The UN Security Council, under Resolutions 1737 and 1747, requires Iran to verifiably suspend all enrichment-related activities as a way of providing such confidence. Iranian officials have continually declared that Tehran has no intention of carrying out such a suspension, and Iran has continued to install centrifuges since the adoption of the resolutions. The May 23 IAEA report indicated that about 1,600 centrifuges were operating or being tested at the uranium-enrichment facility, and another 500 were under construction.
The Security Council resolutions also call on Tehran to suspend any spent fuel reprocessing activities and the construction of its 40-megawatt heavy-water reactor at Arak. The Arak reactor remains under construction and, according to Tehran, is expected to be completed by 2009. The reactor could produce spent fuel with enough plutonium for about two weapons each year.
During the first session of the talks held July 11-12 in Tehran, Iran agreed to allow the IAEA to conduct inspections of the Arak reactor, and inspectors visited the facility July 30. Since April, the agency’s monitoring of the Arak site had been limited to satellite imagery because Iran curtailed further cooperation at the site in response to the Security Council’s adoption of Resolution 1747. (See ACT, April 2007.)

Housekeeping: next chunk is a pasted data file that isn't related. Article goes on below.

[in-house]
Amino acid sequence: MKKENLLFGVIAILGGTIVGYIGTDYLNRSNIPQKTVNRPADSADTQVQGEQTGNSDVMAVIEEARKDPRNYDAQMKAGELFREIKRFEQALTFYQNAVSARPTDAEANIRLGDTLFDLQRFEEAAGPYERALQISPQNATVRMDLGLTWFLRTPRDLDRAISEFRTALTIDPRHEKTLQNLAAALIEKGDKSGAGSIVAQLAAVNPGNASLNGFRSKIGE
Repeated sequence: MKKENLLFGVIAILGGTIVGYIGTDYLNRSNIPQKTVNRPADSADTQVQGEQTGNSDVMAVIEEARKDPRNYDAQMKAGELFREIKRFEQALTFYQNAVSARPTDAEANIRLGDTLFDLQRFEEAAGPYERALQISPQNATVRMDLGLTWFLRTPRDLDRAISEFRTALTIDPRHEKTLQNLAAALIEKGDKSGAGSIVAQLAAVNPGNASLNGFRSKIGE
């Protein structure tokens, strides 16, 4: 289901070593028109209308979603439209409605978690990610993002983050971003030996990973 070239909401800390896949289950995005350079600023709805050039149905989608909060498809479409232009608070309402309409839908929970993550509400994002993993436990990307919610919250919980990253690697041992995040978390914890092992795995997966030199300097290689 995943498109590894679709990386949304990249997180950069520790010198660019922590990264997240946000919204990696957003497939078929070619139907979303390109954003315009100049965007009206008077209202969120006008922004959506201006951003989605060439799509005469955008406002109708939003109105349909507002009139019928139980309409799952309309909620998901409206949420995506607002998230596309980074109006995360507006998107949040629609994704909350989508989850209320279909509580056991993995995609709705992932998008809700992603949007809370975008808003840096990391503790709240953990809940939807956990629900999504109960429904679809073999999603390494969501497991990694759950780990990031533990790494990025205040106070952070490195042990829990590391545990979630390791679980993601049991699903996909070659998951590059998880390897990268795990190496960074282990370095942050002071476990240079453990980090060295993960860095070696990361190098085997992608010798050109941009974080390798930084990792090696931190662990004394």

The IAEA Board of Governors has requested that Iran reconsider the construction of the reactor since June 2004. Moreover, last November, the IAEA Board of Governors rejected Iran’s request for technical assistance on the reactor. (See ACT, November 2006.) Iran declared that it would continue work on the reactor in spite of the decision.
Iranian Cooperation With the IAEA Will Not Avoid Push For Sanctions
As in the past, Iranian officials have suggested that its new cooperation with the IAEA is proof of good faith efforts toward resolving the international community’s concerns regarding their nuclear program, thereby making punitive measures unwarranted. Secretary of Iran’s Supreme National Security Council Ali Larijani said Aug. 20, “This agreement is achieved based on a political consensus, and the United States too has to yield to it.”
The United States and other major powers have indicated that the Aug. 21 agreement is a positive move but insufficient to either address concerns over Iran’s nuclear programs or fulfill Tehran’s obligations to the Security Council.